Pinterest vs Gentlemint - The Rise Of Social Media Segregation?


Pinterest is without doubt one of the social media success stories of 2012. As we reported earlier in the year, it was found to have attracted 10 million unique visitors by February and in May it became the third most popular social media networking site just behind Facebook and Twitter.

 Pinterest's for chicks

Pinterest's for chicks

Since then, Pinterest has grown exponentially, however the photo-sharing site has been criticised of leaning towards a particluar user demographic. Although Pinterest hasn't set out to target one sex over another, it has been reported that 83% of US users are women. You only have to click the ‘Popular’ tab and you're likely to be met with craft ideas, clothing, nail art, recipes, images of cute pets/babies etc. In fact, shopping inspiration has become such a predominant pin trend that the site has had to introduce a ‘Gifts‘ section, which allows users to search purchasable products by price.  

In response to this many men have asked the question - "what about us?" Well the answer came from two young US entrepreneurs Glen Stansberry and Brian McKinney. Stansberry and McKinney started to develop a testosterone-fuelled alternative in late 2011. This alternative is called "Gentlemint" -  a Pinterest-inspired site for “manly men”. Whilst Gentlemint has a similar user interface as Pinterest it offers more male-targeted content including cars, facial hair, motorbikes, firearms, sports, power tools and weirdly, bacon. To appeal to the "manly-man" target audience, Gentlemint has lots of variations to the world of Pinterest. If you want to like an image, users have to click a moustache icon to reveal a "like" button! Cool right? Ironically however, as Gentlemint is a G-rated website you're more likely to find for example...naughty bikini photos, on Pinterest than on Gentlemint.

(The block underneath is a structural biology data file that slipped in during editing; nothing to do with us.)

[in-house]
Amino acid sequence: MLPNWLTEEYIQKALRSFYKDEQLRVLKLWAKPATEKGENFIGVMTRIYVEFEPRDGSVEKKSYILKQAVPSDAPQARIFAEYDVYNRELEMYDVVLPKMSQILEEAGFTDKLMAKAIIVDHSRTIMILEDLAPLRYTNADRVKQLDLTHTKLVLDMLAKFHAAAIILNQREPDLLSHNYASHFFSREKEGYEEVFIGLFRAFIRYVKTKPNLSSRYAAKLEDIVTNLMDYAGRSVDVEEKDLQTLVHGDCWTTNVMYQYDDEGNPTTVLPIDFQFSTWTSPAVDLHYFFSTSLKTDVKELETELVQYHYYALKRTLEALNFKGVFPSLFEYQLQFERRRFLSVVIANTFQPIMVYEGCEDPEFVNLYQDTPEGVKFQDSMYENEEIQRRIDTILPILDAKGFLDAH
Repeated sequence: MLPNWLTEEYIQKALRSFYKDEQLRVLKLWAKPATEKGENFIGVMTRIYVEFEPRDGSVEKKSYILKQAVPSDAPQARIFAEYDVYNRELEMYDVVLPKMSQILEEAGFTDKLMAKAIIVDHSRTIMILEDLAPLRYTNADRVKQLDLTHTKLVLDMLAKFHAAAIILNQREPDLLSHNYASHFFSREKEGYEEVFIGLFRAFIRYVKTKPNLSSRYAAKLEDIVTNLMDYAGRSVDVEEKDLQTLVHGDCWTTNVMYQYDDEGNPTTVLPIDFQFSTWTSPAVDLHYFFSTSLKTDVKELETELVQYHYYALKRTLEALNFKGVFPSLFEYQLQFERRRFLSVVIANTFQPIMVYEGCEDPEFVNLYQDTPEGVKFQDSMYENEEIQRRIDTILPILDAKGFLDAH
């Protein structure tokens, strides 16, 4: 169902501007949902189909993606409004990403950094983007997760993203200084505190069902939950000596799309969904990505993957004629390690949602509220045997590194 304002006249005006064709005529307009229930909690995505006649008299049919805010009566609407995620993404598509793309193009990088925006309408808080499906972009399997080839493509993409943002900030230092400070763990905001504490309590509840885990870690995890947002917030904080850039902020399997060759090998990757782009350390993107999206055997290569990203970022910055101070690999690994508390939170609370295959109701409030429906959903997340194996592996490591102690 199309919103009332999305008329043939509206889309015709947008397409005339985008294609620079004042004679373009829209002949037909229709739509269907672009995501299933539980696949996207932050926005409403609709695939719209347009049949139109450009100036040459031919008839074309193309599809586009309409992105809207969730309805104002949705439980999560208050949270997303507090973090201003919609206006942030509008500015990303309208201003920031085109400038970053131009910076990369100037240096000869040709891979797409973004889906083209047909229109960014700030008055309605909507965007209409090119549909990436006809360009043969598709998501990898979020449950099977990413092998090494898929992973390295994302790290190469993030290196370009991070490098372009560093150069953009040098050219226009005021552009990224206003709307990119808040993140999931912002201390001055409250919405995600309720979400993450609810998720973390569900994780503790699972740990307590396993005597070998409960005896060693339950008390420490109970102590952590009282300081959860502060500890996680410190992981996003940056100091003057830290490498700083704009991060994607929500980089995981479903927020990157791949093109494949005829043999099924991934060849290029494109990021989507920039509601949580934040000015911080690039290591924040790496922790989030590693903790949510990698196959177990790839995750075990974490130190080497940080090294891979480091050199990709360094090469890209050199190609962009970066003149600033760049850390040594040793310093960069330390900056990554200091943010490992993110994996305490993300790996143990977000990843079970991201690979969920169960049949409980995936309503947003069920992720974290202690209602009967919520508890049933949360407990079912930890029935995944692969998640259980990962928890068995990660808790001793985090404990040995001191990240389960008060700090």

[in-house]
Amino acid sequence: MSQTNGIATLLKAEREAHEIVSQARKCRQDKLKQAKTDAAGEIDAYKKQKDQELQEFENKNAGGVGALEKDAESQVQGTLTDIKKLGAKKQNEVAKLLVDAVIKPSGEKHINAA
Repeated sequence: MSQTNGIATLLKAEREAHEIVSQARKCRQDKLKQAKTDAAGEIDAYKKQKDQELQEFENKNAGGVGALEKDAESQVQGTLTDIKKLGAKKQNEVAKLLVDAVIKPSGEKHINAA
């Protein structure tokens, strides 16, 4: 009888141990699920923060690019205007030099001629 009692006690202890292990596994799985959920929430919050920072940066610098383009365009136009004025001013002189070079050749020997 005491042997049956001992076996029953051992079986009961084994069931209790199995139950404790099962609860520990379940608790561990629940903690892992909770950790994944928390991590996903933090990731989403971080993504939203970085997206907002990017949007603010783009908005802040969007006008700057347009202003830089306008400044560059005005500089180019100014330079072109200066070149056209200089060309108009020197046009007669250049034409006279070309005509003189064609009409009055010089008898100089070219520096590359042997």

Gentlemint's for dudes

Gentlemint's for dudes

We all know Gentlemint is not nearly as popular as Pinterest. You may not have even heard of Gentlemint before this article, but the main question that the new photo-sharing platform spews up is that of social media segregation. Big-hitters like Facebook and Twitter are genderless - so is their success based on their wide reach and blanket appeal?

Many people will say that if you want to be commercially viable you need to target a specific audience and that gendering products makes good business sense. But with so much of our lives gender-based should we allow the relative naivety of social media become poisoned by the politics of polarity? 

Do you think Gentlemint promotes segregation in social media or is this just a sensible, natural divide? 

Post written by Account Executive Michael Grenfell. Visit Michael's blog 'The Bodge' here.

Paul Shepherd

I've worked in digital communications for around 15 years, and specialised in social media for the past three. Passionate about new technologies, media, and the impact it has on businesses bottom line, I try to bring that passion to every campaign for every brand we work with.